First Report of Preoperative Imaging Diagnosis of a Surgically Confirmed Case of Valentino's Syndrome
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Perforation of a duodenal ulcer (DU) into the retroperitoneal space presenting with clinical features of acute appendicitis is known as Valentino's syndrome. Post duodenal perforation, the gastric and duodenal fluids tend to settle in the right paracolic gutter causing peritonitis and clinically mimicking acute appendicitis. Only three cases of Valentino's syndrome have been reported till date in the published literature and there is only one previous report of its preoperative imaging diagnosis. To our knowledge, this is the first reported case of preoperative imaging diagnosis in a surgically confirmed case of Valentino's syndrome. In most cases, patients with undiagnosed Valentino's syndrome are operated for acute appendicitis, and on finding a normal appendix, search is made for the cause of peritonitis, which then leads to retroperitoneal perforation of duodenum. The diagnosis of Valentino's syndrome by computed tomography (CT) imaging is easy and can help in avoiding the surgery or directing the surgeon directly to the repair of the duodenal perforation. It is, therefore, essential for emergency physicians, surgeons, and radiologists to know about this entity and consider it in the differential diagnosis.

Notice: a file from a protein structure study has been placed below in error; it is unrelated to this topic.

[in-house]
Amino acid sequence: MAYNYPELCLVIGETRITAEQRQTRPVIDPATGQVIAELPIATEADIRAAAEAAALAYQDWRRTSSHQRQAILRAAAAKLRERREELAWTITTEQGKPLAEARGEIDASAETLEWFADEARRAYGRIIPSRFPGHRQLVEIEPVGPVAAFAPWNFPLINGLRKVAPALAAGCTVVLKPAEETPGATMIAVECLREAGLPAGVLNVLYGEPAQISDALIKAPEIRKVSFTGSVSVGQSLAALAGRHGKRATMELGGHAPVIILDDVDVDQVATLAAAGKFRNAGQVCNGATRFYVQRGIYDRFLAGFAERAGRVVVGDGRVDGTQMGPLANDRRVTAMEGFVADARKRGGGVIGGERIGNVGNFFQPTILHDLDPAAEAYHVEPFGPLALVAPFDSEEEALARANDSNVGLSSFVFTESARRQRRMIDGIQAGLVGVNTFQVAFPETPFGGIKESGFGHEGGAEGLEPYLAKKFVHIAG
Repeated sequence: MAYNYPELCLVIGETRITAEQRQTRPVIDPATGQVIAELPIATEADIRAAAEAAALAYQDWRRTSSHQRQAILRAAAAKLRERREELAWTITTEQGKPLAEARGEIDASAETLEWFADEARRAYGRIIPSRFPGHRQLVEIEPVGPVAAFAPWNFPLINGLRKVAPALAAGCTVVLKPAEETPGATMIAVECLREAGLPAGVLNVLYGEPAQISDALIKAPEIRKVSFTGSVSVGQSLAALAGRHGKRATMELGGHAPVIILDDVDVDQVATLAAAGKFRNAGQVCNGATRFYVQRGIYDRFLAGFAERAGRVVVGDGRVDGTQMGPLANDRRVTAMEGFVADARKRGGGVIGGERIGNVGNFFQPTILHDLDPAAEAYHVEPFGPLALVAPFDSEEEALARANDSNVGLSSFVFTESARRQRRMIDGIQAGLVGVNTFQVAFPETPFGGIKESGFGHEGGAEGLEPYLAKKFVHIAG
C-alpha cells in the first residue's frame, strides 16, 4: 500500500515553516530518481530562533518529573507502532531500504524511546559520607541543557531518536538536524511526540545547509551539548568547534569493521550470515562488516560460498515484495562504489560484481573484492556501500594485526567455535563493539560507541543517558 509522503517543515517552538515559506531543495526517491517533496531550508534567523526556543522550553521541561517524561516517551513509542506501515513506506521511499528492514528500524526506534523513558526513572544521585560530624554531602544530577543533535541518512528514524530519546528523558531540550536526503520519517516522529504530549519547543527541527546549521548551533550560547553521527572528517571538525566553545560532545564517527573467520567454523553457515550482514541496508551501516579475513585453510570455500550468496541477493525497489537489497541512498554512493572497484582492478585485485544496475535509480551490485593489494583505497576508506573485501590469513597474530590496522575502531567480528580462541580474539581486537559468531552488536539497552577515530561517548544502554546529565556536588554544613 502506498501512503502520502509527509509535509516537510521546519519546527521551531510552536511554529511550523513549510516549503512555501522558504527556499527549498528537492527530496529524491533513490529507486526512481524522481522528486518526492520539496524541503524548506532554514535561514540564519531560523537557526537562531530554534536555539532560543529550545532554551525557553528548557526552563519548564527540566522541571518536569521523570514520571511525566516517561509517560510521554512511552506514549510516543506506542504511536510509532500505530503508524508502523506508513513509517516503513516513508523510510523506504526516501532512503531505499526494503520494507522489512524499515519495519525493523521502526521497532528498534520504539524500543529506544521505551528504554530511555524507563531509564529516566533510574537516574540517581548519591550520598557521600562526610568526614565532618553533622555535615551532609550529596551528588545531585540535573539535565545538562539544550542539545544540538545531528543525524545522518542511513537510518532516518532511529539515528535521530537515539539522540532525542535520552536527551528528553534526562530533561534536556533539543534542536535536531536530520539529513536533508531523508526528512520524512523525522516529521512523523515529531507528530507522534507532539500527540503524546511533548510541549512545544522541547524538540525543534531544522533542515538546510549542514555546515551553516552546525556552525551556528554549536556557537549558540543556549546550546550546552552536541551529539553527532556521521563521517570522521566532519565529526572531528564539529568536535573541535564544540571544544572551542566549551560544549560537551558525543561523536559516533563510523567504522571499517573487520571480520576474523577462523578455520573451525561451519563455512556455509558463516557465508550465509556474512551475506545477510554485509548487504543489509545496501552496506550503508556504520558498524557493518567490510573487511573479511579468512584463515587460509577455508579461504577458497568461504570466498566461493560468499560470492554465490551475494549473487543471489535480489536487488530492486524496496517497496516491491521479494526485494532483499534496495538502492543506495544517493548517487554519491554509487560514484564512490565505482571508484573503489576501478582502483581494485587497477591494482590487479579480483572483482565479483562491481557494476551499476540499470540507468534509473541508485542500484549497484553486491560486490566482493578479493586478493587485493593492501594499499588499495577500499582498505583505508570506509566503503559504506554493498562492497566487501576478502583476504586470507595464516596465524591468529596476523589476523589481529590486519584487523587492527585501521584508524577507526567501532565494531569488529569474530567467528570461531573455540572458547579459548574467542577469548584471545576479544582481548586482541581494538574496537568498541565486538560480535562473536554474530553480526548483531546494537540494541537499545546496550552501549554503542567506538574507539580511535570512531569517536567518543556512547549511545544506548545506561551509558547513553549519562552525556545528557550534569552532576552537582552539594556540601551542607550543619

duodenal ulcer perforation